Hopefully, the only thing you have to show for it are some great snaps and maybe a few dodgy tan lines. But what if your holiday was marred with something much worse than poor photography skills and ill-advised swimwear? What if your well-earned break was ruined by events totally out of your control?
The risk of terror related tragedies is, sadly, something we all now have to live with but, seemingly, apart from not booking your annuals to a war zone, we can only pray that it is not a horror that we will ever actually have to confront - who would ever have thought that mass murder would be something inflicted on a beautiful city like Nice? Unless you’re a government agent charged with thwarting such horrors, you could never be expected to foresee such an eventuality.
We all know that insurance is about risk. Adrenaline junkies deserve the higher premiums, but where was the increased risk in travelling to the French coast last month, to join in the revelry of a family centred celebration? What could possibly go wrong? The heart-breaking scenes transmitted around the world - when a large truck ploughed through the Bastille Day crowd, mowing down innocent families who had simply gathered to watch the fireworks - is an all to painful demonstration that sometimes things do go horribly wrong; and you can only do so much to protect yourself.
And then again, nature will always play its part in creating mayhem, resulting in the tragic loss of life. As the death toll rises in Italy following the massive earthquake last night, the locals and holidays makers alike relay terrifying eyewitness accounts as it is revealed how four towns were almost wiped off the map in just a matter of seconds. The last earthquake of this magnitude was in 1980: Campania and Basilicata, southern Italy, suffered a quake that was 6.5 in magnitude which claimed the lives of 2,735 people and left 394,000 people homeless. Whilst Italy and Sicily are no strangers to these disasters, what realistically can they do to avoid the disastrous consequences?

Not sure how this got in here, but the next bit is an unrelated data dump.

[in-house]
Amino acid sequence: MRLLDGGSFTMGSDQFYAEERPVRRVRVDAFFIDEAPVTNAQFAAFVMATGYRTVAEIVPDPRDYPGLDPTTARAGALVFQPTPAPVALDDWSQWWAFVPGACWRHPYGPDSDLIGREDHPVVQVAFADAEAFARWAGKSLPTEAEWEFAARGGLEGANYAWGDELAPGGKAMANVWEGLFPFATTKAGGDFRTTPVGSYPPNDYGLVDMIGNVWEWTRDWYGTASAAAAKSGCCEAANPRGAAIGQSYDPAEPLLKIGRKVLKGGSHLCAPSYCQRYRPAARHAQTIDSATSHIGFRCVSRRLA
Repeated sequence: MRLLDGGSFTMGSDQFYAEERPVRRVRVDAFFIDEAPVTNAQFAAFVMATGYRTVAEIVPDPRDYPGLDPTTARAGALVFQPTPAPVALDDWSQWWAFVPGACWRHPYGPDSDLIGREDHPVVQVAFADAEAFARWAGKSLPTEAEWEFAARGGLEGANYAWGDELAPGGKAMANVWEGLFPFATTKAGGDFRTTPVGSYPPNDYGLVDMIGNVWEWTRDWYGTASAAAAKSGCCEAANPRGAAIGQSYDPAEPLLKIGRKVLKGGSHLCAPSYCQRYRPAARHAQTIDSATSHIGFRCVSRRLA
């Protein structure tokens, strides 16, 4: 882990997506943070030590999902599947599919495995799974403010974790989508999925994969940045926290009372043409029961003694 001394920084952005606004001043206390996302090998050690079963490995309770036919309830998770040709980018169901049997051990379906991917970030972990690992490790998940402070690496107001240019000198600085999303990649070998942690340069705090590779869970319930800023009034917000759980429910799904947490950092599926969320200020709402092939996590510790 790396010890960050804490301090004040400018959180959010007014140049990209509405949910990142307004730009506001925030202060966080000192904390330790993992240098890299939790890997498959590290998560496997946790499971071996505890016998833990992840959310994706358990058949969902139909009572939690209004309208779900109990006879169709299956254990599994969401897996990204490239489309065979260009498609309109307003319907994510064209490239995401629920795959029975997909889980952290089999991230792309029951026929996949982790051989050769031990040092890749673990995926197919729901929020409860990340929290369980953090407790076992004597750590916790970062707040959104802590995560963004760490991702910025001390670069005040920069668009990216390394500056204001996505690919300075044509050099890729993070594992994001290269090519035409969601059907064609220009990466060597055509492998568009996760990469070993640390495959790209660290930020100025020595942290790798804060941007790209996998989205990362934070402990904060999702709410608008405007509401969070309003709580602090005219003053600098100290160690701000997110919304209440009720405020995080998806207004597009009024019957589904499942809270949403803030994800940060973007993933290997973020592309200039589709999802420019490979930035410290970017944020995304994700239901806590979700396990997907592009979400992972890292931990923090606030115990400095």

But what of those who court just a little danger, a bit of fun, with only a soupcon of daring required? The sun is out and you’re lying on the beach watching the jet skis flying past and you think to yourself ‘I’ve always wanted to do that’ - the group of teenagers skimming the water until they part company with a yellow inflatable, or the father and son act who take to the skies towed by a handsome local at the wheel of a speeding boat. Countless groups go out and come back. It all seems safe enough. Doesn’t it?
Last week a friend of mine went paragliding with his daughter in Turkey. A late turn from the driver of the boat saw both slam into a cliff face, leaving the pair with substantial and horrific injuries. Worse still – if there could be anything worse - the entire devastating scene was witnessed by the rest of the family sitting in the boat below – you can only imagine the family’s pain. Both the victims have multiple lacerations and fractures, but in particular, the female, aged 25, suffered a broken back. She’s had one operation already, but still has at least 2 more to go. The medical bill alone currently stands at £16,000 and is rising steadily. All this was followed by more bad news - they are not insured. They had standard travel insurance, but this did not include paragliding, which comes under the banner of ‘dangerous sports.’ The younger children are now on their way home, but the injured parties and next of kin remain, for what will no doubt turn into a lengthy and costly period.